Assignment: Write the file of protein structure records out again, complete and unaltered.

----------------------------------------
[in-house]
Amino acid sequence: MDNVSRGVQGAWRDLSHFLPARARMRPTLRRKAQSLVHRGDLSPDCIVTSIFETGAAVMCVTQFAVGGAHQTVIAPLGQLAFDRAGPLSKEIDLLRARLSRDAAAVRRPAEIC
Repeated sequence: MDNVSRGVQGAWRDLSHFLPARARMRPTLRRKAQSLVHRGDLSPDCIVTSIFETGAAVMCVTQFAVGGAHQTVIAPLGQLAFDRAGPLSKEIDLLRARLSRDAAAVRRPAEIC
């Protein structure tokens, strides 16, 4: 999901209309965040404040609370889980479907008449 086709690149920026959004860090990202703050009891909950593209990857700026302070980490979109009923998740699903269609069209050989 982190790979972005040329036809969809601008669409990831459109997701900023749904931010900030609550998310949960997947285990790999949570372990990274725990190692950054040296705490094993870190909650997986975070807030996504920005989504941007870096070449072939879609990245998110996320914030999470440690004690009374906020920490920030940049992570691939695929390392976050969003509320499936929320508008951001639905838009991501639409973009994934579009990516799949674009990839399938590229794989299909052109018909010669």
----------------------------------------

[in-house]
Amino acid sequence: MDNVSRGVQGAWRDLSHFLPARARMRPTLRRKAQSLVHRGDLSPDCIVTSIFETGAAVMCVTQFAVGGAHQTVIAPLGQLAFDRAGPLSKEIDLLRARLSRDAAAVRRPAEIC
Repeated sequence: MDNVSRGVQGAWRDLSHFLPARARMRPTLRRKAQSLVHRGDLSPDCIVTSIFETGAAVMCVTQFAVGGAHQTVIAPLGQLAFDRAGPLSKEIDLLRARLSRDAAAVRRPAEIC
């Protein structure tokens, strides 16, 4: 999901209309965040404040609370889980479907008449 086709690149920026959004860090990202703050009891909950593209990857700026302070980490979109009923998740699903269609069209050989 982190790979972005040329036809969809601008669409990831459109997701900023749904931010900030609550998310949960997947285990790999949570372990990274725990190692950054040296705490094993870190909650997986975070807030996504920005989504941007870096070449072939879609990245998110996320914030999470440690004690009374906020920490920030940049992570691939695929390392976050969003509320499936929320508008951001639905838009991501639409973009994934579009990516799949674009990839399938590229794989299909052109018909010669």